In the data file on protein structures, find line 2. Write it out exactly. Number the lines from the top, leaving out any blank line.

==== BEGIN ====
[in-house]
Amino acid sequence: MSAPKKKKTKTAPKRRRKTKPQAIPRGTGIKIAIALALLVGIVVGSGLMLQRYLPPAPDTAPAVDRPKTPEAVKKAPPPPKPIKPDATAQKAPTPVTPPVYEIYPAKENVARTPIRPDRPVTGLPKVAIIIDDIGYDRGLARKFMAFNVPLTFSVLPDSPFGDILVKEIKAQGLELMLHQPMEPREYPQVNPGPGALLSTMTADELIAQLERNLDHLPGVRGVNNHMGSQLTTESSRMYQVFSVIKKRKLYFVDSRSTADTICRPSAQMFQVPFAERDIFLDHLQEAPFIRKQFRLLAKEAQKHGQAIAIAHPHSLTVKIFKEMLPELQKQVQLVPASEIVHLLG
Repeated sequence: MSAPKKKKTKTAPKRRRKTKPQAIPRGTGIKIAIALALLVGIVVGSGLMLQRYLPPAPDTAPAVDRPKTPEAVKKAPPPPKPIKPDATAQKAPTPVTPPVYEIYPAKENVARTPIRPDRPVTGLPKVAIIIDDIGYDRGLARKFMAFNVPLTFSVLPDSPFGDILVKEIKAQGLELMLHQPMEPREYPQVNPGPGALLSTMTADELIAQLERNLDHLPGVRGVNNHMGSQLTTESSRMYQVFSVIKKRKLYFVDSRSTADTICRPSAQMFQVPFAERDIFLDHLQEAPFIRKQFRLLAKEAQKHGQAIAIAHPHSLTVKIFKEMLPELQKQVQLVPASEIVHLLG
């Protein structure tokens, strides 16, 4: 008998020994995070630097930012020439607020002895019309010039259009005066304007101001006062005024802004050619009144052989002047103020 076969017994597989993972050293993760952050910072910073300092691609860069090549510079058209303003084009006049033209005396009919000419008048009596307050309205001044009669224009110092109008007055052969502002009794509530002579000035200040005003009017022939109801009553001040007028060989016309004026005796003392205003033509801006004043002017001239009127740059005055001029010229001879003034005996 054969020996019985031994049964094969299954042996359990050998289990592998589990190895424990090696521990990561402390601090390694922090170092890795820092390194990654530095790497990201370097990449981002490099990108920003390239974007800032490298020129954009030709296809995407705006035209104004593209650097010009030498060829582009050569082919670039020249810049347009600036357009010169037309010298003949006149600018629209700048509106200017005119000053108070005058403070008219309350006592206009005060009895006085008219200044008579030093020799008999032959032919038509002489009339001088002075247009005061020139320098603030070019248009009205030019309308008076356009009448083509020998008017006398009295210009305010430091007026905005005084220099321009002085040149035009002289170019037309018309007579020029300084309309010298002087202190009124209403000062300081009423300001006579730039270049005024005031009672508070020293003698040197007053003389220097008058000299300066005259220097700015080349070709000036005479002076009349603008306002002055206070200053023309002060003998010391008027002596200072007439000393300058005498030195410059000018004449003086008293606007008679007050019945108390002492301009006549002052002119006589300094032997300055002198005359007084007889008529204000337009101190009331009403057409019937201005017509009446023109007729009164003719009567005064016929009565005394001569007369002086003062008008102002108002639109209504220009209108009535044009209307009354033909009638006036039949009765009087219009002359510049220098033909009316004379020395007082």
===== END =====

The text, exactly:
Amino acid sequence: MSAPKKKKTKTAPKRRRKTKPQAIPRGTGIKIAIALALLVGIVVGSGLMLQRYLPPAPDTAPAVDRPKTPEAVKKAPPPPKPIKPDATAQKAPTPVTPPVYEIYPAKENVARTPIRPDRPVTGLPKVAIIIDDIGYDRGLARKFMAFNVPLTFSVLPDSPFGDILVKEIKAQGLELMLHQPMEPREYPQVNPGPGALLSTMTADELIAQLERNLDHLPGVRGVNNHMGSQLTTESSRMYQVFSVIKKRKLYFVDSRSTADTICRPSAQMFQVPFAERDIFLDHLQEAPFIRKQFRLLAKEAQKHGQAIAIAHPHSLTVKIFKEMLPELQKQVQLVPASEIVHLLG